Trowbridge Song Project hands over precious heritage gift to Wiltshire
A unique community resource was formally handed over to the Wiltshire and Swindon History Centre in Chippenham, by Candy Verney, founder and artistic director of the project, and Lorena Pino, who is now the new project manager.
Terry Bracher, Archives & Local Studies Manager at Wiltshire & Swindon History Centre, received the CDs with 40 people’s stories of migration to Trowbridge from around the world, that now are part of 7 miles of archives dating back 800 years. Bracher considered “It is with great pleasure that we accept this archive. It is by far the most diverse collection of oral history that we have at the History Centre, it may even be the largest too.”
WSHC supported the Trowbridge Song project since the inception of the project offering Oral History training to 11 people, and are now housing the archive to preserve its legacy for future generations.
Candy Verney shared: “the vision for this idea came to me 7 years ago, when an elderly lady Emelia Kenich, who had lived in Trowbridge for 60 years, shared with me her epic story, coming to Trowbridge soon after the war, as a refugee from Poland. I learnt about the ‘Lost children of Siberia’, those children exiled to Siberia at towards the end WW2, due to Stalin’s purges. Many of the older members of the Polish community in Trowbridge have had a similar history”.
Verney added: “It has been an honour and a pleasure to collect people’s stories, why they came to Trowbridge, whether it be from Poland or Westbury, Tibet or Newcastle. It has also been 2 years of intense hard work. People do not tell you their story unless they trust you. It has really been about building bridges, building relationships, trust and friendship. I have met so many lovely people from all around the world. Trowbridge is a fascinating place, because of its rich diversity”.
During the last two years the Trowbridge Song Project has been collecting a rich audio archive of oral history and songs, which reflects the current cultural and social heritage of Trowbridge and surrounding areas. This extensive material includes epic stories of migration and snippets of multicultural life in Wiltshire. The invaluable journey in the voices of people from around the world take us to the difficulties during and after the Second World War, showing how Wiltshire received hundreds of migrants from Poland for example; but at the same time from the West Indies with an invitation of work, a promise of a five years return… As well as more contemporary stories of individuals and families looking for a better life, work or family reunification.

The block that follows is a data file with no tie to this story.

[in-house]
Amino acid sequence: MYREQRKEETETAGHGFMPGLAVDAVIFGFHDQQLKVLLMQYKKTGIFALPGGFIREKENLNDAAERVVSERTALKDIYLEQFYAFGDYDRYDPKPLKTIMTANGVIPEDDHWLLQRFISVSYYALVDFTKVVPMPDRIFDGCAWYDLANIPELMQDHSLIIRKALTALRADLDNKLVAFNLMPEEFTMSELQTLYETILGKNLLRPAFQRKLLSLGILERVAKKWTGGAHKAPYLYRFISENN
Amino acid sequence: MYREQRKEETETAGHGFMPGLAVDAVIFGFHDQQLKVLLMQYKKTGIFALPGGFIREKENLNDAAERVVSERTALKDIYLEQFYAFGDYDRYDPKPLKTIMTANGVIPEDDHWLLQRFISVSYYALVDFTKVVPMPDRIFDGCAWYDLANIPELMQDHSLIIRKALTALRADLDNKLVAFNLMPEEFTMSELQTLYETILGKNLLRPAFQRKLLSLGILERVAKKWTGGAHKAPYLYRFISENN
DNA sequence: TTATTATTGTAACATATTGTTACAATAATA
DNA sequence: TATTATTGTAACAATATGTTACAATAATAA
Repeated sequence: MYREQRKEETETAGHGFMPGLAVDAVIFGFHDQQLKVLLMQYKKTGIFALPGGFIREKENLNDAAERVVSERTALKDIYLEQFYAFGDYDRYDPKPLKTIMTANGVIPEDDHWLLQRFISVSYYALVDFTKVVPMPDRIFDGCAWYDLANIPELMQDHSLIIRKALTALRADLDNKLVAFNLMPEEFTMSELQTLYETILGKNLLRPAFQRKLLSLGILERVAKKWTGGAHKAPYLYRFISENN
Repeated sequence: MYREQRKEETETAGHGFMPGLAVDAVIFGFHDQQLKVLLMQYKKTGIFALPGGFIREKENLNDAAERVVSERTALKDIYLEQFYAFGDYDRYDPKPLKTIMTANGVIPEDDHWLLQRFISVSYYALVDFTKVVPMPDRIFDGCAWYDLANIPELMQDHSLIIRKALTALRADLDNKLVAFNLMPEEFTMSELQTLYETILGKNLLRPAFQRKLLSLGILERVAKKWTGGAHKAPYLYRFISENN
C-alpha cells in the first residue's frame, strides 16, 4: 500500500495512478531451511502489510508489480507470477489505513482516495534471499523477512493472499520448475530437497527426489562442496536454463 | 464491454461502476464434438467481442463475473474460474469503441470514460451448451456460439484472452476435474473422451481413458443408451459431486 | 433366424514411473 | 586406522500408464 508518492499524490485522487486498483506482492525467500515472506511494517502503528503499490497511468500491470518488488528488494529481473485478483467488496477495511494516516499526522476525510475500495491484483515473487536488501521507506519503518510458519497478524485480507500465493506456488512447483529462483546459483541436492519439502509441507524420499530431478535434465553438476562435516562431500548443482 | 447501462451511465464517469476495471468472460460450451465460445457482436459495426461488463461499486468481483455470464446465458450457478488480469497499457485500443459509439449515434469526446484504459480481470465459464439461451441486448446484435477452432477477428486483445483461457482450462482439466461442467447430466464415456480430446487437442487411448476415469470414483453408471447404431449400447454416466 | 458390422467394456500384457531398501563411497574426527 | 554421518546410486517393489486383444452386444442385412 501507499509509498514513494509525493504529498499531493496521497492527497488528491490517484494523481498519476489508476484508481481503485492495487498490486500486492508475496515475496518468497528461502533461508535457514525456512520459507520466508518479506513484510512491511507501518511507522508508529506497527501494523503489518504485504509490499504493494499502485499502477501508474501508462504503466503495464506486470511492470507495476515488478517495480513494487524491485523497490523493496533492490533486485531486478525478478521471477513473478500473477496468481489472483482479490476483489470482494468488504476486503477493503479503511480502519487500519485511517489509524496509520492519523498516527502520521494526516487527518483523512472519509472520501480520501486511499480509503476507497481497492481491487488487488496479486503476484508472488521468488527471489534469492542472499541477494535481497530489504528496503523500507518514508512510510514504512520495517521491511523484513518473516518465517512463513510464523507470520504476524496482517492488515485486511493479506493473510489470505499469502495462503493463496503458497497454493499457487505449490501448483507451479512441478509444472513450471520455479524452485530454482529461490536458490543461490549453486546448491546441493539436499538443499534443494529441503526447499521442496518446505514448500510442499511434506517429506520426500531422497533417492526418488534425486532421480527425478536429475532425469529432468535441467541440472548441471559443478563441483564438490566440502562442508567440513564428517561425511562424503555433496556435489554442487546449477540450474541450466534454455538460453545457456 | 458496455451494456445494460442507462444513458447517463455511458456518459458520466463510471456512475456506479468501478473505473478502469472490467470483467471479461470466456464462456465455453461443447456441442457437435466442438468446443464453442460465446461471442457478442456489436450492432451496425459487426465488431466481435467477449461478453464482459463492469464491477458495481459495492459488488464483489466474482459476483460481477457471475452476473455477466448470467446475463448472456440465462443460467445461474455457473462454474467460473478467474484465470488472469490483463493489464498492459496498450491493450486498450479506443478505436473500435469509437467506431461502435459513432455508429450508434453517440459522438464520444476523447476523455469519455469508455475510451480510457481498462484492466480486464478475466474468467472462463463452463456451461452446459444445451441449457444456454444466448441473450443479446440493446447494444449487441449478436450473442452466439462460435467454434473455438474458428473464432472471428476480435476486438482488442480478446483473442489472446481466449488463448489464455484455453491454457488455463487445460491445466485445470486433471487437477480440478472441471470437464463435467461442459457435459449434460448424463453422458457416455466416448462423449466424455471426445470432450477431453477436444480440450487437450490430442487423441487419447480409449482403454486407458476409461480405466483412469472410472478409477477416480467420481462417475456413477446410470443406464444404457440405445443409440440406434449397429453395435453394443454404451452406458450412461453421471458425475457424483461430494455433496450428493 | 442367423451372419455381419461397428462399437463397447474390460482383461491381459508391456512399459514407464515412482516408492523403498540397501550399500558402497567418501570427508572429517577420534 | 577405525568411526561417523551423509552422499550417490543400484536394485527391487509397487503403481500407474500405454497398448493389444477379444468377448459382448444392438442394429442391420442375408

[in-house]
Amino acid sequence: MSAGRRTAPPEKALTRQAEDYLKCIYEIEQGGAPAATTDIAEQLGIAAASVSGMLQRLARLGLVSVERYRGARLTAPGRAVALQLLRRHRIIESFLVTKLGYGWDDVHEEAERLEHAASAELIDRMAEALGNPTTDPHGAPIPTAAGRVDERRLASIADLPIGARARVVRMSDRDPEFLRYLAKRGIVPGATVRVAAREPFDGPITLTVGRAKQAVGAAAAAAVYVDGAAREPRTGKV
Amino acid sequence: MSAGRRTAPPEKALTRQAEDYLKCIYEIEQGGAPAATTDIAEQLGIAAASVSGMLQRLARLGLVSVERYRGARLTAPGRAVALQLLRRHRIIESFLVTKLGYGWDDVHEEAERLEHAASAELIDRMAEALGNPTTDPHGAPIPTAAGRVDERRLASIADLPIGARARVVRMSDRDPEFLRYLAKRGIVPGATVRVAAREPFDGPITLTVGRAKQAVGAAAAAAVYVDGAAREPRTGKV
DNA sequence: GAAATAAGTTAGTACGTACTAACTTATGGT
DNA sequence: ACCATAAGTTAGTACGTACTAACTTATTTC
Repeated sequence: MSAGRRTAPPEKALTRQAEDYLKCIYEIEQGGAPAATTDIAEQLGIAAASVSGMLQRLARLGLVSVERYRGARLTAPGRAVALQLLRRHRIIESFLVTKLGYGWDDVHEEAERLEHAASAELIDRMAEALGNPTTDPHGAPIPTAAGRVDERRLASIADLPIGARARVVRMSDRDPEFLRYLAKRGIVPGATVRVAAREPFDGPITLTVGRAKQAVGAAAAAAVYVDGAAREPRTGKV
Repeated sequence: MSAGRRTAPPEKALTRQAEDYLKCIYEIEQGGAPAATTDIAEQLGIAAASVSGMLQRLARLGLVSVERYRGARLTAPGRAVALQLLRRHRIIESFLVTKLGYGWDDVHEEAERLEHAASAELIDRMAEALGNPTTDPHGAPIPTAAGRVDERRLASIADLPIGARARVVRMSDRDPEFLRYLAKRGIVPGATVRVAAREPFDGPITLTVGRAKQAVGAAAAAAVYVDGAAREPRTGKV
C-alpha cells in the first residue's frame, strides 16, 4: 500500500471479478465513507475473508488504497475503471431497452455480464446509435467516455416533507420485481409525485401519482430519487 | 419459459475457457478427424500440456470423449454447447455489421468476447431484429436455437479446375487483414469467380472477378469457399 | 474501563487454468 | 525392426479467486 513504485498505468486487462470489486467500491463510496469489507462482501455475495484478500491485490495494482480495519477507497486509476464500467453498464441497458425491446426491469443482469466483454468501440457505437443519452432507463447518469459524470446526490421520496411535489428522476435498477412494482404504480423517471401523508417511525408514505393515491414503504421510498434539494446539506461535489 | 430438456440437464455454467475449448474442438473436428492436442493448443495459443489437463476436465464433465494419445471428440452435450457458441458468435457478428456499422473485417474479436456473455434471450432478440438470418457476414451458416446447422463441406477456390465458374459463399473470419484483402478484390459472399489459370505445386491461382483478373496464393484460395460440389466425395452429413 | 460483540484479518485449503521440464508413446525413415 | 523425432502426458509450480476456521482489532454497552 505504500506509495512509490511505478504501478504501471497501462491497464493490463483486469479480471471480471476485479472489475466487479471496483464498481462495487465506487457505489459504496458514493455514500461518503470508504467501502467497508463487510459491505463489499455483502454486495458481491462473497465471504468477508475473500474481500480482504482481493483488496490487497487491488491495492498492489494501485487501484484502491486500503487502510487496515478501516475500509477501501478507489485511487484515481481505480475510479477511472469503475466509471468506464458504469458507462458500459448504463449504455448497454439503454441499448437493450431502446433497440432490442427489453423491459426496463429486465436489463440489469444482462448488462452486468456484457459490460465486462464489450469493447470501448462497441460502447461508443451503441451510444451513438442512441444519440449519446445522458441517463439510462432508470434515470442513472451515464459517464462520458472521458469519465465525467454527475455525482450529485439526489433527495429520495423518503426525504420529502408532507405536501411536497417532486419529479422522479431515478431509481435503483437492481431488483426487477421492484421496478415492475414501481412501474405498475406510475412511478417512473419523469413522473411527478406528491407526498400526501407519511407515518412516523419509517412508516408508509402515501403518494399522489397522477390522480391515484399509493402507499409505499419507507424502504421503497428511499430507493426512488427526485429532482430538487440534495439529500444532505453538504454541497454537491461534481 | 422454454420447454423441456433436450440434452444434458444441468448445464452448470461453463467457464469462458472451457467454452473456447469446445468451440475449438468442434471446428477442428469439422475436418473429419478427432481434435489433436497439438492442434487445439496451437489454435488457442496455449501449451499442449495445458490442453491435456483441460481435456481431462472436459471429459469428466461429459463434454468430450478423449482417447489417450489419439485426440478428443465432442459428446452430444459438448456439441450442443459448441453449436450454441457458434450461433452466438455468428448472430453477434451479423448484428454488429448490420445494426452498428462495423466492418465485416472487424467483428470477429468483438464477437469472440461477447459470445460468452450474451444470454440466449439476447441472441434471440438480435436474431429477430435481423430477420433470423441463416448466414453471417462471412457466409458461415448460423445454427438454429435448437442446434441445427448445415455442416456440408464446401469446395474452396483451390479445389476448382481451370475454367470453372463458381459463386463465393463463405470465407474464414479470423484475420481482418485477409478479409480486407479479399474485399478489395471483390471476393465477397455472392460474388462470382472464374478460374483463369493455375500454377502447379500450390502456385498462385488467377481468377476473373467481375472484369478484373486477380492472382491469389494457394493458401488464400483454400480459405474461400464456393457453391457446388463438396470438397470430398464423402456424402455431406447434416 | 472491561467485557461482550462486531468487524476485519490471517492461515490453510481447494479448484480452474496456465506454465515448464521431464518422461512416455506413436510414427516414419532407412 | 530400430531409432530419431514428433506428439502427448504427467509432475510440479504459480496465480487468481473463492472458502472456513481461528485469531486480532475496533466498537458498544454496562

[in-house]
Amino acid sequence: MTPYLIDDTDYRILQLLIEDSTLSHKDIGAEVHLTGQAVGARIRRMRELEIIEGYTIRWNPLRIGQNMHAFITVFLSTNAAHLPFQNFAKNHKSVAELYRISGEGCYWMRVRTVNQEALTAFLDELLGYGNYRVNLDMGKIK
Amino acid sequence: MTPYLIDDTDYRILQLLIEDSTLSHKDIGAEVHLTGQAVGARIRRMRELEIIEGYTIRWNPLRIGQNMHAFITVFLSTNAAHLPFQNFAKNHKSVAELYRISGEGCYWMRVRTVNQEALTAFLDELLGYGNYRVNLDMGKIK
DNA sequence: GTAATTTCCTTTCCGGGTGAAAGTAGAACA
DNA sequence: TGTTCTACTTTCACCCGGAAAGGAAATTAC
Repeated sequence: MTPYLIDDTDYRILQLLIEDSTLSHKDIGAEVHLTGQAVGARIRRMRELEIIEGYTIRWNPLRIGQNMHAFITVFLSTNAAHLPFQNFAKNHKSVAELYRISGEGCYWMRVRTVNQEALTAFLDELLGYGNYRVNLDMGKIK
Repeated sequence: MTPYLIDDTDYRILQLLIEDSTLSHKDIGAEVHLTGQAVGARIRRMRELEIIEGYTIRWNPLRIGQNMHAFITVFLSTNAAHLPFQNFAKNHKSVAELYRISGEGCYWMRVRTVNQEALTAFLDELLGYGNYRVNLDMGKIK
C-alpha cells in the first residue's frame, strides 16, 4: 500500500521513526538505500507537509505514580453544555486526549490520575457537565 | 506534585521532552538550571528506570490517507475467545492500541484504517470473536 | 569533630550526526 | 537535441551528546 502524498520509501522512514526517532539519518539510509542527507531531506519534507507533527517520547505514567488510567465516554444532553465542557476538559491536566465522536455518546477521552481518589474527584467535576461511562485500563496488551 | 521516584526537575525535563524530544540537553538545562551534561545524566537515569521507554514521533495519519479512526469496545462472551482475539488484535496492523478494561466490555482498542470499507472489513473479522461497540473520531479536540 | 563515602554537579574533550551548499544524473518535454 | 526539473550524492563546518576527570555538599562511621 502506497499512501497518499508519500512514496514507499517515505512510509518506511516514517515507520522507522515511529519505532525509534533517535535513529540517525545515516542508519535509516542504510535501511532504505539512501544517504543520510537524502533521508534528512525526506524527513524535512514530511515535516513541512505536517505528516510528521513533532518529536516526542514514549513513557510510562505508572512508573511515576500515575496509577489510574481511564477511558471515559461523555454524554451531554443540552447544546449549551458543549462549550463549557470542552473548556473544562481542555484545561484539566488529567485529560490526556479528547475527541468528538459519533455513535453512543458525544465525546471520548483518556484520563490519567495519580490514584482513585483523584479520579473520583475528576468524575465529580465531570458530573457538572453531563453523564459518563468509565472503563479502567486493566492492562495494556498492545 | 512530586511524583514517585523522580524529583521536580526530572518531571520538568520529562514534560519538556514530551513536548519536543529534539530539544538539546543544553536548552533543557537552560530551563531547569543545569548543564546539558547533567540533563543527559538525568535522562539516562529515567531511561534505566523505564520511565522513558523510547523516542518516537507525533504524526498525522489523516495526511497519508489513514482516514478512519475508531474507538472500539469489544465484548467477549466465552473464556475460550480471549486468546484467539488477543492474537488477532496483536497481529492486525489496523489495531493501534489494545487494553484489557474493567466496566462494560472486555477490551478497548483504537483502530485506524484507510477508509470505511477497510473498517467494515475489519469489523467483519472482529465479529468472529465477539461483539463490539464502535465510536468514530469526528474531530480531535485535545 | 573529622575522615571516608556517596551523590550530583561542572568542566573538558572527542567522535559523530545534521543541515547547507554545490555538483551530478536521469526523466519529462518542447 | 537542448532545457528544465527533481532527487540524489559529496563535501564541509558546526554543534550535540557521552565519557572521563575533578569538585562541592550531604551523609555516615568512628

The stories reveal the Wiltshire county town as a multicultural and unique place reflecting the vibrancy of the Trowbridge community and representing a vivid example of the diversity of the United Kingdom as a whole.
The interviews include the testimony of people born and bred in Wiltshire, as well as voices from Uganda, Nigeria and Morocco (Africa); Nicaragua (Central America), Guyana (South America), Pakistan, Tibet (Asia); Poland, Germany, Italy and Sardinia (Europe).
The audios were collected mainly by Candy Verney with the support of Dom Argar, Celia Feane, Gwyneth Evans, Ian Fellows, Liz Parker and Lorena Pino and now are available at the Wiltshire and Swindon History Centre to researchers, artists, creative people, schools and members of the general public. Shorter audio clips taken from the recordings are also online on our Soundcloud account.
The Trowbridge Song Project exists to foster friendship and greater cultural understanding between the communities of Trowbridge through song, story and art. It was led by Candy Verney and Liz Lavender and funded for Arts Council England, with support and partnership with organisations including Sounding it Out choir, Wiltshire Council, Wiltshire Music Centre, Seedbed Charity, Trowbridge Arts, West Wiltshire Multi Faith Forum and other community groups, organisations and volunteers. During these two years, as well as the oral history, the project developed a series of three scratch choir workshops and three concerts, showcasing the best of the songs, performers and diversity that was discovered.
To keep its legacy alive, the TSP is undertaking a new funding application process to develop new projects related to song, stories and arts. For the next months, the schedule includes performances by the new community choirs, whose leaders were trained as part of this program; several displays in various cultural venues of our interactive exhibition developed by Penney Ellis, and screenings of the three short documentaries about our legacy directed by Samiha Abdeldjebar.